Vol.XVII No.V Pg.3
July 1980

Choice And Consequence

Dan S. Shipley

Because man is a free moral agent, he does what he chooses to do and is what he chooses to be (other things being equal). Had God programmed man, as some foolishly wish, so that he could only do and desire good, there would be no such thing is morality, or responsibility, or accountability. With but little serious reflection, the awesomeness of volition becomes apparent. It means that responsible men are what they choose to be with reference to God; that none can be considered blameless. Paul concludes the Gentiles of old to be without excuse in their ungodliness. How much more we of this age? None can deny himself to be anything more or less than the product of his own choosing, whether with Christ or against Him (Matt. 12:30).

But, obviously, not all who choose to be against Christ choose to admit it. In fact, many still call Him "Lord, Lord", while refusing to do as He says (Lk. 6:46). But man's choice is always apparent because what he chooses he demonstrates. Allegiance to the Lord's cause may be proclaimed loud and long, but it remains that "by their fruits ye shall know them" (Lk. 6:46) and "he that doeth righteousness is righteous" (1 Jn.3: 7). So, neither God nor the devil "made me" do the wrong or kept me from doing the right. What I did or failed to do reflects MY CHOICE, — circumstances, situations and all the excuses in the world notwithstanding! Personal priorities cannot be hidden. They advertise, sometimes embarrassingly, what we have chosen to occupy our time, interests and attention. So, like it or not, your choice is showing. But, not only is man what he freely chooses and demonstrates, he obviously endorses what he chooses. To endorse simply means to approve of, to sanction or to give support to. The man who smokes approves of smoking. The man who drinks sanctions the practice of drinking and the man who uses profanity certainly endorses it. How could anyone possibly conclude otherwise? The same is true concerning affiliation with a certain religious group. It is not unusual to hear of some in denominationalism or liberalism expressing dissatisfaction over unscriptural practices and innovations; yet, with their presence and contributions continue to demonstrate and endorse a choice to support the very things they oppose. Wouldn't that be something like knowing to do good and doing it not — and isn't that sin? (Jas. 4:17) Some may rationalize. Some may blame the elders. But individual responsibility and volition are a package deal. With my choice and its demonstration goes my stamp of approval. But that's not all.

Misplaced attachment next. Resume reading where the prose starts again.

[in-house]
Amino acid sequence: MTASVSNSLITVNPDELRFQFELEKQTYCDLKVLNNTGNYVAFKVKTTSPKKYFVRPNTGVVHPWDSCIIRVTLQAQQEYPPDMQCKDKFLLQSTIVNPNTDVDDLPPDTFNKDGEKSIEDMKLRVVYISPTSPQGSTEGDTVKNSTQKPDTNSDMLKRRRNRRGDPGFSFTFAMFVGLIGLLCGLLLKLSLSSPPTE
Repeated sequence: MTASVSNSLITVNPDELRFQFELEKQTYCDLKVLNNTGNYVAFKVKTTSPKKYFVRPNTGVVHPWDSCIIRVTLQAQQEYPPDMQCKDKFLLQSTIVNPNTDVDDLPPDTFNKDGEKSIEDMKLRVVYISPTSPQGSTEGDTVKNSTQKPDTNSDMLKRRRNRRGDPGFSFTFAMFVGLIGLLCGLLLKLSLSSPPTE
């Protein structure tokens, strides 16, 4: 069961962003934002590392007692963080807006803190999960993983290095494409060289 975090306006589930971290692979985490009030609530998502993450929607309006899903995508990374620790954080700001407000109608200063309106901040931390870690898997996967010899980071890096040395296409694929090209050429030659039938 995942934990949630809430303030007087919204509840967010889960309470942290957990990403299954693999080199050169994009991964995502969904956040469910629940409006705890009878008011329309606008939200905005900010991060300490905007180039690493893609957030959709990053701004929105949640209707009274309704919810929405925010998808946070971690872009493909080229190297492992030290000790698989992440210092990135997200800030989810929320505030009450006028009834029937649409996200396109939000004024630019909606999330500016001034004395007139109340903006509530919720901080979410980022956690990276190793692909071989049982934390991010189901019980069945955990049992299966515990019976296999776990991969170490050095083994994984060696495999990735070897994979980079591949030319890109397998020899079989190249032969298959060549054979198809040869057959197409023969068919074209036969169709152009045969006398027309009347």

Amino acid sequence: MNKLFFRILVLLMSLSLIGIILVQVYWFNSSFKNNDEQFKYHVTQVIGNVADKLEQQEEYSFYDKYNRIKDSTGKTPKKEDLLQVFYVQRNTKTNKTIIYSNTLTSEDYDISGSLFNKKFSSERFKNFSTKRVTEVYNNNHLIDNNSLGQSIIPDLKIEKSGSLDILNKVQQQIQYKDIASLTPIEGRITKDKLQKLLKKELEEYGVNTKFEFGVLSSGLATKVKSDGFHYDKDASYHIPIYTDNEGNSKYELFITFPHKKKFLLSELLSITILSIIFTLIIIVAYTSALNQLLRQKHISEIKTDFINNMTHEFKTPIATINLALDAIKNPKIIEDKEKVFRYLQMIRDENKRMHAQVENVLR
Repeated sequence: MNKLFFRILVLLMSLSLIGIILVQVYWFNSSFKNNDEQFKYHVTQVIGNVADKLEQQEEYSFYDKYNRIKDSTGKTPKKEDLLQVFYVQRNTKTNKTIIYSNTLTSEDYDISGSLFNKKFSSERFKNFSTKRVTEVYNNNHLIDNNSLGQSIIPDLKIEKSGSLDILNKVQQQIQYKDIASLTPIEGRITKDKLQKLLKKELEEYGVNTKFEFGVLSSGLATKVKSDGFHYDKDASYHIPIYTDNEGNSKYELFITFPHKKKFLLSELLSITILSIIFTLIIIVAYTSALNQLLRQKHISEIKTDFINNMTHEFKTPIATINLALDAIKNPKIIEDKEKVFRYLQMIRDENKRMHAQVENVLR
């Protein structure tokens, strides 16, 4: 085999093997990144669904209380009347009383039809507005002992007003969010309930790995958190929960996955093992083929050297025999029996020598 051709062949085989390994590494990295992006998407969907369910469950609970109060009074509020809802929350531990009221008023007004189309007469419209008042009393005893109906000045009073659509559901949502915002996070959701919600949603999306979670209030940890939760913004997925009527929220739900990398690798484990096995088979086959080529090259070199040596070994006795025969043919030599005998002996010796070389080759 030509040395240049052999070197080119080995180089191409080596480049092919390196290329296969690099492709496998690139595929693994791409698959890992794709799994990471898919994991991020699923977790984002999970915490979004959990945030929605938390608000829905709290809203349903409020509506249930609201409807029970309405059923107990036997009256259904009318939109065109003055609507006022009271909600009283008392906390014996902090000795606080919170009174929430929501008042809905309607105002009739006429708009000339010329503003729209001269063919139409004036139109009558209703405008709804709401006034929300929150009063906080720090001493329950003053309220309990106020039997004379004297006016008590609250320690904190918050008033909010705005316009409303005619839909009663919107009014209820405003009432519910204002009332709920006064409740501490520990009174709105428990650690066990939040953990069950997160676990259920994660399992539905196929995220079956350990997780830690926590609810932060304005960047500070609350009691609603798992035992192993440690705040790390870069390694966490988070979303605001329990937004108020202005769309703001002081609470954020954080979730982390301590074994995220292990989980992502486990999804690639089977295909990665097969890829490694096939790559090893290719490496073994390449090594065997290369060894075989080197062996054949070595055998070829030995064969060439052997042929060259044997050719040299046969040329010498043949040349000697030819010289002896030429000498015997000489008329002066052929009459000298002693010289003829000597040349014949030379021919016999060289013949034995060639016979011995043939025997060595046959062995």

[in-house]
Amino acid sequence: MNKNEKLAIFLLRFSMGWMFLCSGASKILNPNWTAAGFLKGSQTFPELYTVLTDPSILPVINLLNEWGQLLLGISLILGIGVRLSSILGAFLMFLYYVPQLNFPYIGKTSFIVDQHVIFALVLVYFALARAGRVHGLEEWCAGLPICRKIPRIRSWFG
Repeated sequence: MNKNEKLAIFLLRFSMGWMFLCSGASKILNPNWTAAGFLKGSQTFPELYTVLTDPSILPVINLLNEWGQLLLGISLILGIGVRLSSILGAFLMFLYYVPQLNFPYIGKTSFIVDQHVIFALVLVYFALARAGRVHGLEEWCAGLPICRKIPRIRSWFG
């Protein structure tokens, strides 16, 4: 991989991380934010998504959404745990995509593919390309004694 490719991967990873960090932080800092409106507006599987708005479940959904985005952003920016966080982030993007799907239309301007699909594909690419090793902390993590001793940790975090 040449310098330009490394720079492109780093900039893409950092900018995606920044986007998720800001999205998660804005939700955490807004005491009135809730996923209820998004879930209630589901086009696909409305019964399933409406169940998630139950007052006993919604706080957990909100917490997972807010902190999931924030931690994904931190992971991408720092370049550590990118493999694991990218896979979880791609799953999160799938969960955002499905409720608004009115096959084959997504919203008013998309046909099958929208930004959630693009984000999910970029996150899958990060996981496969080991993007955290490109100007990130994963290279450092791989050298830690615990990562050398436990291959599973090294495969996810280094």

In addition, what I choose and endorse, I recommend to others. Through influence and example, we encourage others to accept our choices. There is a sense in which every man is a living testimonial for his lifestyle. As Paul indicates, we are letters, known and read of all men (2 Cor. 3:2). Our lives convey an important and influential message. Only the hypocrite thinks he can write a poor letter and get a good reading. Our children, our brethren and the world read what we choose, approve and recommend. Are they better for it? Thankfully we can still choose to improve!